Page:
A Higher But Very Faint Power

Baldwin also writes about God as a guiding force in his life, especially after he got sober in the early 1990s. Still, his description of a higher power is very vague and generalized. Baldwin does not go into any detail about getting sober. That leads me to believe that instead of a transformative spiritual experience, Baldwin may well be a dry drunk, white-knuckling it through for decades.

When you first give up demon rum — I stopped in 1990, not far off from Baldwin — a vast reservoir of rage rises up in your soul. You’re angry at yourself, at loved ones, at enablers who got you high, pretty much at the entire world. It takes months and years or prayer, personal inventory, and guidance from wiser sober people to drain the swamp of belligerence.

Then one day, you wake up and the world seems a less threatening place. You are surrounded by people who love you. You begin to reconsider people you’d thought had let you down, and realize it might be the other way round. Even if you can’t love your enemies, you understand them better. God’s mercy and love begins to penetrate your soul. You forgive.

Maybe Time for Another Inventory, Alex?

You also have a chance to reassess your old rigid certainties. But Baldwin has never done so. Ironically, that’s probably because fame, wealth, and Hollywood glamour have sundered Baldwin from his working class Long Island roots. Yes, most people first form their political opinions at the feet of their parents. But those with a mind as agile as Baldwin’s usually question their political beliefs when they get older. Like Baldwin, they stop partying, have children, and reconsider once-settled questions. That often leads them to become more conservative.

In one section of Nevertheless, Baldwin calls the New York of the 1970s, where he lived as a struggling young actor, “filthy and unlovable.” The city was turned around by the policies of Republican mayor Rudy Giuliani, who gets nothing but scorn from Baldwin. Maybe that’s something he should think through again.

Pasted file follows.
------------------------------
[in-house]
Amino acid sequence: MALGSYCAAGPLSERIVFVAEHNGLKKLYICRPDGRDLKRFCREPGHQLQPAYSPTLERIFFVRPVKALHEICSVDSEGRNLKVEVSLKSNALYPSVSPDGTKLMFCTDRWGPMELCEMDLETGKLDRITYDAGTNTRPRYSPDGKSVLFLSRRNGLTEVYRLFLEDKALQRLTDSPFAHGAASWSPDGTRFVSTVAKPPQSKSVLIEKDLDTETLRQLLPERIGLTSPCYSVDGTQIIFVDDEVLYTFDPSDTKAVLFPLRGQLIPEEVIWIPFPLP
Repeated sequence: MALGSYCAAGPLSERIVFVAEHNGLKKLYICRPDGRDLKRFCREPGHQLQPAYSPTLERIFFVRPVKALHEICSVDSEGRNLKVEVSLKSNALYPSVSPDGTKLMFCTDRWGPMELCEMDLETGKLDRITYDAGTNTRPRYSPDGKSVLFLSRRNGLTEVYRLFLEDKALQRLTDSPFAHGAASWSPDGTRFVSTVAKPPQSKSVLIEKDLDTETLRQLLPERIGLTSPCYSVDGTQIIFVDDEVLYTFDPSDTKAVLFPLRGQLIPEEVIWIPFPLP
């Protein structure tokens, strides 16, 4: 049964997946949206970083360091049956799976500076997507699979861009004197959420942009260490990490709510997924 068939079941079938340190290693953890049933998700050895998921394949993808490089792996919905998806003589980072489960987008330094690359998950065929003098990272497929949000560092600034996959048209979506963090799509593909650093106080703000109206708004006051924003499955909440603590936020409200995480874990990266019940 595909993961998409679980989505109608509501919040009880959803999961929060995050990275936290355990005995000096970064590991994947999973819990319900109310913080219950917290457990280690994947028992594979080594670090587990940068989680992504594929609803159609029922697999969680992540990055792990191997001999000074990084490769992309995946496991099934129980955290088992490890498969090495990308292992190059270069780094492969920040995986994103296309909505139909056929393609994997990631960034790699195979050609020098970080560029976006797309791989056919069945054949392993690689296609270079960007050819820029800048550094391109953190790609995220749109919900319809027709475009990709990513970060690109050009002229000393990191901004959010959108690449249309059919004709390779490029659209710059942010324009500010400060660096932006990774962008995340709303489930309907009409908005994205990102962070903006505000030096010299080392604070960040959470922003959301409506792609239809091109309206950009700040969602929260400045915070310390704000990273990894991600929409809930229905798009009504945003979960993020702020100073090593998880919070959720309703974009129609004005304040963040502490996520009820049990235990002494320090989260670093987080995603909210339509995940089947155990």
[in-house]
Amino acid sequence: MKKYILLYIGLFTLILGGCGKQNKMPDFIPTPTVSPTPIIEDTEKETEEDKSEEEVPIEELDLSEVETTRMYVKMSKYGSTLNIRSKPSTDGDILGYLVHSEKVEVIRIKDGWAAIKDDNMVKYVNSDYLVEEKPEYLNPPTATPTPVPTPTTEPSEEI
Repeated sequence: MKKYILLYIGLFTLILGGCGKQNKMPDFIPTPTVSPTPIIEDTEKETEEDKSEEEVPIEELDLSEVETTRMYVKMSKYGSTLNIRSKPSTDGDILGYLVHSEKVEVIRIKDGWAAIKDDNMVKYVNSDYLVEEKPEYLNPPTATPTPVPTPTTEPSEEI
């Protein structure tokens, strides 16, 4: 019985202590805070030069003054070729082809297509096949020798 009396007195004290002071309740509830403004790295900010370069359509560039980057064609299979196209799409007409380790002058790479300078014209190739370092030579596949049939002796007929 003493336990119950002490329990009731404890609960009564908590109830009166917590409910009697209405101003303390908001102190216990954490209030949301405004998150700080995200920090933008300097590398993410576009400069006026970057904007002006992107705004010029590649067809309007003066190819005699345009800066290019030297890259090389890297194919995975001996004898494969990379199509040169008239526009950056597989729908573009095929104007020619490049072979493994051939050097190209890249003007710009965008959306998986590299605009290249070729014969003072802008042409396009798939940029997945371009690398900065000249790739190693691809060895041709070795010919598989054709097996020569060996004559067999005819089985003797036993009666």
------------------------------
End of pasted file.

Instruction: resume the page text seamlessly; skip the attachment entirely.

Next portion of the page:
Baldwin writes that his father Alexander loved John F. Kennedy and even attended the funeral in Washington when Kennedy was killed in 1963. Young Alec was five when Kennedy died, and Kennedy’s death was the future actors’ first political memory.

My own father, a brilliant journalist for National Geographic, also idolized JFK. Yet the Democratic party so championed by Baldwin changed dramatically after Kennedy’s death. From JFK’s tax cuts, pro-American optimism, and unquestioned pro-life stance, the party slid into backing abortion, identity politics, and massive wealth redistribution. It is now an army of socialists. Baldwin’s father died in 1983, but he was exactly the kind of no-nonsense, working class man who was raised on Kennedy but might have voted for Trump in 2016.

Never Apologize, Never Explain

Through sheer hard work, Alec Baldwin has lived the American dream. He’s rich, accomplished, happily married, and loved. Had he been willing to challenge his ironclad assumptions about, well, anything, he may have had an NRA advisor on Rust. It was Baldwin’s steel dogmatic leftism that pulled the trigger.

There’s no indication he is capable of self-doubt. Shortly after the death of Halyna Hutchins, Baldwin began tweeting out excuses and panicky self-defenses. I replied to him that after taking a human life it might “be a time for prayer and contemplation.” It was a time to turn to God, the only one who could provide peace and show a way ahead.

Seconds later, Baldwin blocked me.


Mark Judge is a writer and filmmaker in Washington, D.C.